The Supreme Court first exempted the business of baseball from these federal antitrust laws almost a century ago in Federal Baseball Club of Baltimore v. National League of Professional Baseball Clubs, 259 U.S. 200, 42 S.Ct. 465, 66 L.Ed. 898, 20 Ohio L.Rep. 211 (1922). In Federal Baseball, the Supreme Court held that the business of baseball does not constitute " trade or commerce among the several States," 15 U.S.C. § 1, and therefore is not bound by antitrust laws, because the " business is giving exhibitions of base ball, which are purely state affairs." Federal Baseball, 259 U.S. at 208. Comparing the baseball league to a law firm sending a lawyer to another state to argue a case, the Court reasoned that the need for baseball teams to cross state lines to attend competitions was " mere[ly] incident[al]" to the business itself. Id. at 209.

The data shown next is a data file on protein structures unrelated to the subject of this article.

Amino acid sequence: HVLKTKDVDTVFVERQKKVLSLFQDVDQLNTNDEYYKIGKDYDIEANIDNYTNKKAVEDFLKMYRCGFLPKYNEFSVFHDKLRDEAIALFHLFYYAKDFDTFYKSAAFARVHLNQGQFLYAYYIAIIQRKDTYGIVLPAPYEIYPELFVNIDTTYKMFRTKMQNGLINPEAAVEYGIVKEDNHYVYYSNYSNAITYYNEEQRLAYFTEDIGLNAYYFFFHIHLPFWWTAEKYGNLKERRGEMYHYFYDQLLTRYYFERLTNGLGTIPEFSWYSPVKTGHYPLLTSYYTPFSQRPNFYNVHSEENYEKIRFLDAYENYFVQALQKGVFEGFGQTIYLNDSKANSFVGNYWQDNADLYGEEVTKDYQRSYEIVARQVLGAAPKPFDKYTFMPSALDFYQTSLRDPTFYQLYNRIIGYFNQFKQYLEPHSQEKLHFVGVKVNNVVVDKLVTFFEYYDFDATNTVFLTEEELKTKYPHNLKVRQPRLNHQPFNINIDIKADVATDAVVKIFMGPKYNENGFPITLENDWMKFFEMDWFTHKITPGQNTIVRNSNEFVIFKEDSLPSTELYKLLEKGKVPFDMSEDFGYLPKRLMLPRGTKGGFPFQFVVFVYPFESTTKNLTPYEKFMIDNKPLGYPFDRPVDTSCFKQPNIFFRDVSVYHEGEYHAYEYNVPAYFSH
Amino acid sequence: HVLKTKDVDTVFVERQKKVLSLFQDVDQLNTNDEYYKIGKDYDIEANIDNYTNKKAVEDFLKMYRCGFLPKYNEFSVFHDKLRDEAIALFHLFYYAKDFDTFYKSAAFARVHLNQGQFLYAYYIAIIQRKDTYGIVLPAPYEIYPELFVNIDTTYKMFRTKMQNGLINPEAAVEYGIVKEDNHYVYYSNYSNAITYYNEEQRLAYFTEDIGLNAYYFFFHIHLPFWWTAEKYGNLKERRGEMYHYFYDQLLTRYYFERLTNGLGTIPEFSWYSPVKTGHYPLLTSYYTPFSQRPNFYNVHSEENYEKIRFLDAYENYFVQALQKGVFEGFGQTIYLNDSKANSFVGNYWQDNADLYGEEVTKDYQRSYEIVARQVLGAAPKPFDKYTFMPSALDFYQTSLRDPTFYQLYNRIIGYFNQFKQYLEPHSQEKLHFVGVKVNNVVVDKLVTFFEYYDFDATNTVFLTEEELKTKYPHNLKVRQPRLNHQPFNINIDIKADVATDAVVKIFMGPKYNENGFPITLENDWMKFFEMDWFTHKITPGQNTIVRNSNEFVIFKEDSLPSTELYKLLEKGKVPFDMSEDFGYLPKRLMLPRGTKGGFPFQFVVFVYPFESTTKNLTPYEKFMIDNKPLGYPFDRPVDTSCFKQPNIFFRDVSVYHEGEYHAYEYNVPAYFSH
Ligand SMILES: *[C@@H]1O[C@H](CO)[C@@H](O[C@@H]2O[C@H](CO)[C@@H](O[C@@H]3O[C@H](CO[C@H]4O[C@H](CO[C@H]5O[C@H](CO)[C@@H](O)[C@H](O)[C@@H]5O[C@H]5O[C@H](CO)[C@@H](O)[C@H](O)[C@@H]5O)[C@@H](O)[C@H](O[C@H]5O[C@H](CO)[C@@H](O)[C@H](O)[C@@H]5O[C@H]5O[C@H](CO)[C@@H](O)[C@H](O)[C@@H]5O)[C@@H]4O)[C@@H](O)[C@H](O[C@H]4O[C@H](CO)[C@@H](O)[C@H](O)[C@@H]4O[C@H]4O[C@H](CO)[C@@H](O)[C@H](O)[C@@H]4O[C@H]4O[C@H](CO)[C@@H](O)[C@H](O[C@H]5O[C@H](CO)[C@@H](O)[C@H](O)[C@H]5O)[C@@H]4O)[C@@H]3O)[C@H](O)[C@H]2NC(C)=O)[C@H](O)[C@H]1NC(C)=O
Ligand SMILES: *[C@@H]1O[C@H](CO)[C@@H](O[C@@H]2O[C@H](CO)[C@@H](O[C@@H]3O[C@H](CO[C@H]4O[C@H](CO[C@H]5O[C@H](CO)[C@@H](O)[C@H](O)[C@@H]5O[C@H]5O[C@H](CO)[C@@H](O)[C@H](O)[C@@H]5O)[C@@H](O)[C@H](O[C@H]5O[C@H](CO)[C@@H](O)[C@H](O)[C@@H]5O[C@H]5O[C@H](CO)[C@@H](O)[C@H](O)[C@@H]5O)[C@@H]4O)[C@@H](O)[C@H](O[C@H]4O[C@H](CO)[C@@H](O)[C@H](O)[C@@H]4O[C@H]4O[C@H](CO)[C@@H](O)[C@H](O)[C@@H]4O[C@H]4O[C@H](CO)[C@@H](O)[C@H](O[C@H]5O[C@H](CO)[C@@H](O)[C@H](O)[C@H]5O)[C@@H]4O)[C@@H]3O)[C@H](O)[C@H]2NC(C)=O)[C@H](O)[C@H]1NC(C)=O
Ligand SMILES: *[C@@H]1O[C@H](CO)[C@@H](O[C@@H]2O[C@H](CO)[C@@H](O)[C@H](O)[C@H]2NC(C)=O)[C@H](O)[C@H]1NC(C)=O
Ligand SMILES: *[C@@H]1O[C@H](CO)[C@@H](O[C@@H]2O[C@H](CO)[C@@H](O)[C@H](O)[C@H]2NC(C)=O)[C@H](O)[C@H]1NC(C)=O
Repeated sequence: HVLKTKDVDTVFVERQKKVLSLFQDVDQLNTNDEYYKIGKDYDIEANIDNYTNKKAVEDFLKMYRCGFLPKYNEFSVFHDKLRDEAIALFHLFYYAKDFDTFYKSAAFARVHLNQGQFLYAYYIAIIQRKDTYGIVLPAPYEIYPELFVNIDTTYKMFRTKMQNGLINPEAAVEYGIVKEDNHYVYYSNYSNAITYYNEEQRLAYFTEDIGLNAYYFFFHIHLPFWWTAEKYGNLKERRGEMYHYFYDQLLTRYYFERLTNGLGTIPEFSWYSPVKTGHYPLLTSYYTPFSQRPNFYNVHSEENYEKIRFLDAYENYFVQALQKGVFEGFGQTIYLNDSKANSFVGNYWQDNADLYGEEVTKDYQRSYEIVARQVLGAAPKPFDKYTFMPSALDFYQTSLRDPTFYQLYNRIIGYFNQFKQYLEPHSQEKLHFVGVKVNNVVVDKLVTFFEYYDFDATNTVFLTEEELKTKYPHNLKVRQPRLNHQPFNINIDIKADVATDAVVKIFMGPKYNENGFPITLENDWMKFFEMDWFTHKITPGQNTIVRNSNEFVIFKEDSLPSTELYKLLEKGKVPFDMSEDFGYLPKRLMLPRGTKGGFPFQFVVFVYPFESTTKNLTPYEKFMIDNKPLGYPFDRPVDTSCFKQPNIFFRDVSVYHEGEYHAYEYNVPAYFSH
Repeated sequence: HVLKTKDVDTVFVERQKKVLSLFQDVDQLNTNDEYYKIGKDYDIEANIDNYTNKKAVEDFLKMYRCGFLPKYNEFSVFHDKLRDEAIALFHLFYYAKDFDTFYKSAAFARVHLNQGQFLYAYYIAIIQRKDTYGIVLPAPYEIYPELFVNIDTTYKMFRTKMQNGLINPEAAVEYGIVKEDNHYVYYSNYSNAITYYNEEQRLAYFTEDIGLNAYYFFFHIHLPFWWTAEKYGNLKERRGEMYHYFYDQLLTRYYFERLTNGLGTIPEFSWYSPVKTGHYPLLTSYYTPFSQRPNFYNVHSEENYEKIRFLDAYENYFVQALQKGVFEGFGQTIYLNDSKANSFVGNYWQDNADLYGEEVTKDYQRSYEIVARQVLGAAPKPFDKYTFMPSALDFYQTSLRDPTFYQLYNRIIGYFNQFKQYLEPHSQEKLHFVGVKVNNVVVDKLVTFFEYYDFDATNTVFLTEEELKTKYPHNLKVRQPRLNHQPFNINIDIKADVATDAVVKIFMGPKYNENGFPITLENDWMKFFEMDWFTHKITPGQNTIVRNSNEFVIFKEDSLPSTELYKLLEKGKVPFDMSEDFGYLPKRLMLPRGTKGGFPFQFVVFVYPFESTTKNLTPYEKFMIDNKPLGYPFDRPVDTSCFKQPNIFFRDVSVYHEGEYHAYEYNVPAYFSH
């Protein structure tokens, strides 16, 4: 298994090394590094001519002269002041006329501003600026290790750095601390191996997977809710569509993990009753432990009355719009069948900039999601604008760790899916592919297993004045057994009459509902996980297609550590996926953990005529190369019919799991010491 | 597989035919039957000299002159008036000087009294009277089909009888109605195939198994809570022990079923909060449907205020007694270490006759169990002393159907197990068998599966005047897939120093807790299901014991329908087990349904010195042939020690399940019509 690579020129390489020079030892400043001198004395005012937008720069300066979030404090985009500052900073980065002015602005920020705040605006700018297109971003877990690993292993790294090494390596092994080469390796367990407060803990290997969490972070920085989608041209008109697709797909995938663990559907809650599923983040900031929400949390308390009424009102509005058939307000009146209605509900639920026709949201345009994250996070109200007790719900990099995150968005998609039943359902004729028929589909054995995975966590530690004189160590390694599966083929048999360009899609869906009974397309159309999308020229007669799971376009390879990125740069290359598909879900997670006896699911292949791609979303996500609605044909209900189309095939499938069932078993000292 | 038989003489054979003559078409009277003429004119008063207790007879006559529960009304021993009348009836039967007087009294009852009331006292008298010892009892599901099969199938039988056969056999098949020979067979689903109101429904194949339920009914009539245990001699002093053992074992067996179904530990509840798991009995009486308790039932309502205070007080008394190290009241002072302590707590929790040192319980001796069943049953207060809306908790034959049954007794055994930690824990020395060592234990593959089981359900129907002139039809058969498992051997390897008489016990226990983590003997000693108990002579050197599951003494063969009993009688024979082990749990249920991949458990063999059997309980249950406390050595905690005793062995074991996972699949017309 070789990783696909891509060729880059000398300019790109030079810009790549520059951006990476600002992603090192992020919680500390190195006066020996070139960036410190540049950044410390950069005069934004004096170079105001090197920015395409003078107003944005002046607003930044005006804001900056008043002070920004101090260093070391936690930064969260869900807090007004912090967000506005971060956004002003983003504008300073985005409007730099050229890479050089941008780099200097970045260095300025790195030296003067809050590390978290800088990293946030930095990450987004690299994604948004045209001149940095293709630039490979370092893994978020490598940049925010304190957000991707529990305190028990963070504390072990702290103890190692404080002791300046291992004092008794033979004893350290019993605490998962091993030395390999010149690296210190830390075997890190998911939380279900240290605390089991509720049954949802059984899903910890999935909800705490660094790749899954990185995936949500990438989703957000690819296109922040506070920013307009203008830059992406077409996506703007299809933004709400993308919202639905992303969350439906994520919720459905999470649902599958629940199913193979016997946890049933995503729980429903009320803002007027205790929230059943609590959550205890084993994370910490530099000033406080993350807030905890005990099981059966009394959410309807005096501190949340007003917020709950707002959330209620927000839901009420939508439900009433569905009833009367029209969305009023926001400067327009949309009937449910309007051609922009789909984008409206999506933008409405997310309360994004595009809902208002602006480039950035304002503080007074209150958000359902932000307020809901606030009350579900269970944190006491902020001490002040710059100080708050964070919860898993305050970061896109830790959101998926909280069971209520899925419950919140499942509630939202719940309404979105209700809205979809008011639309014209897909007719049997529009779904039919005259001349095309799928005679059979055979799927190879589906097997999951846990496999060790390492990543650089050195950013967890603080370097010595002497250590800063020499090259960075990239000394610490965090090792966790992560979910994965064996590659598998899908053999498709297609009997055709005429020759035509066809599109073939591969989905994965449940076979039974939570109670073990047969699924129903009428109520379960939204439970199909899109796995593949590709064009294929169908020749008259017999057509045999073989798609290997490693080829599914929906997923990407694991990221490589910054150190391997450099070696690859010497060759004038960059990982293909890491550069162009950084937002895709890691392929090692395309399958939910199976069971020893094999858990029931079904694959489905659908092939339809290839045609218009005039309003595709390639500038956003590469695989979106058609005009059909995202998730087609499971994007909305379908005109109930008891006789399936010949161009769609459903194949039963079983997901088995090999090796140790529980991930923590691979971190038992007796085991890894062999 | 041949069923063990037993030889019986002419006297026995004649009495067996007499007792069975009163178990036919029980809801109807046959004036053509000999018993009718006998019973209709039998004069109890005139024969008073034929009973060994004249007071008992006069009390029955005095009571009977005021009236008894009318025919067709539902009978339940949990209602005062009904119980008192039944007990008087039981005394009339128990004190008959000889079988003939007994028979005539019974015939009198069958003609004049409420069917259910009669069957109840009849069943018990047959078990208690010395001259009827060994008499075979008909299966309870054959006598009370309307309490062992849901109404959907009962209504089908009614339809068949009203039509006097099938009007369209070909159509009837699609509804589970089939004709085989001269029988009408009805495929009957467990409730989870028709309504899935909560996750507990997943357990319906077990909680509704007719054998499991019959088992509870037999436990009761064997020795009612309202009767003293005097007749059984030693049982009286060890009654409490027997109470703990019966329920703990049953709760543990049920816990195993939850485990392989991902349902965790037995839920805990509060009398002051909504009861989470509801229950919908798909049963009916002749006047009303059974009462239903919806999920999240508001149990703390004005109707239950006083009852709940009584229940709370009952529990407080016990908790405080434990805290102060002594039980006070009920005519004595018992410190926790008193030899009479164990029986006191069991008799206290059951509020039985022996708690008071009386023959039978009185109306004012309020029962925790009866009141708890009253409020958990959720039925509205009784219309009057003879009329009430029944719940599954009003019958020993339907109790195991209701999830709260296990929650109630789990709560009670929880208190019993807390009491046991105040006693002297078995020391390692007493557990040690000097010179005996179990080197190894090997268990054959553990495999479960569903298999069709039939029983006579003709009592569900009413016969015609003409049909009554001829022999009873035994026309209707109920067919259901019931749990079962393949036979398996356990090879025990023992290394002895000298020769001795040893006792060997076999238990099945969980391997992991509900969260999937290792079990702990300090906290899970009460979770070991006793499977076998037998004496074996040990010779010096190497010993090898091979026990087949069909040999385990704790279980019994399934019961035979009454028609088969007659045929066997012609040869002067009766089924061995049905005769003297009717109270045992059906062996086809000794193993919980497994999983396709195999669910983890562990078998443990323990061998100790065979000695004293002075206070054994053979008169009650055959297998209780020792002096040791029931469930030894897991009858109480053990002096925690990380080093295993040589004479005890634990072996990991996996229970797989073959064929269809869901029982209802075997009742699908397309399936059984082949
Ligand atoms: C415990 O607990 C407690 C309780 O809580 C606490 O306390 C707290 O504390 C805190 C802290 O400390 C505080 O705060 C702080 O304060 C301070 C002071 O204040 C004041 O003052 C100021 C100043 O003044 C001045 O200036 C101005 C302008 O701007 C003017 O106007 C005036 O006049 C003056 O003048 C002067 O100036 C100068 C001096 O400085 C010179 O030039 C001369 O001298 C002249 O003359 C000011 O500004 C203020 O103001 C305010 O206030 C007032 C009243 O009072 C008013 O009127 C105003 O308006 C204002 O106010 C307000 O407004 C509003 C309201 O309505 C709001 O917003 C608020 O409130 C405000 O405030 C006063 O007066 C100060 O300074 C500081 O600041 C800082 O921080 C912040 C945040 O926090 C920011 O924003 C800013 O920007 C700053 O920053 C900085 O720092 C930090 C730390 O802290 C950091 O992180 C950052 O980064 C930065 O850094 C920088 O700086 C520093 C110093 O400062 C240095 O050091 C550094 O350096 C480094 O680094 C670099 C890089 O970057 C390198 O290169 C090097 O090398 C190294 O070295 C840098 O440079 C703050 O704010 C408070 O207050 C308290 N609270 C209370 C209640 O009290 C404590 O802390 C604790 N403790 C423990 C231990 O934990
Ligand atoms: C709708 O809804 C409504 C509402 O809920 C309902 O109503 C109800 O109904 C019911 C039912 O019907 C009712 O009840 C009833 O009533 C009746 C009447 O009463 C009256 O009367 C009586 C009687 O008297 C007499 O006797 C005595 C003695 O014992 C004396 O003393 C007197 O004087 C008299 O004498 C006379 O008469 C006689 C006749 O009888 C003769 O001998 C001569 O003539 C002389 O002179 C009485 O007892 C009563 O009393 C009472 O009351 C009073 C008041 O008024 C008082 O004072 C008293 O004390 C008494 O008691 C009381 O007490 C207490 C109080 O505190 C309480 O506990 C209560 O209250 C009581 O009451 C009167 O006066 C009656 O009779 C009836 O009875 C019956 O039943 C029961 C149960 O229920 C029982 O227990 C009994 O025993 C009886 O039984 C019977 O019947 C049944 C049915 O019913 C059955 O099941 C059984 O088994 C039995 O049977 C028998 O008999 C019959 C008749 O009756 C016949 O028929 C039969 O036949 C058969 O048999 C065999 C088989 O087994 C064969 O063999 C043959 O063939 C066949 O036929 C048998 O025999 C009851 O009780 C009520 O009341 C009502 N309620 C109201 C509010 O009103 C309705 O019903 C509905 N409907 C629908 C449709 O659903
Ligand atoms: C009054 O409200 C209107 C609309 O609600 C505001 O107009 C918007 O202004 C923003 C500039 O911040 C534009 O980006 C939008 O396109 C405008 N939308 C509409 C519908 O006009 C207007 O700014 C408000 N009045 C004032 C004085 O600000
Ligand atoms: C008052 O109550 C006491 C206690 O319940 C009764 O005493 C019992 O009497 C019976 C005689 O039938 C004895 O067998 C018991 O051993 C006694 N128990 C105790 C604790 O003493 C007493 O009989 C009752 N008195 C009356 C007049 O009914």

The Court revisited the baseball...
To continue readingFREE SIGN UP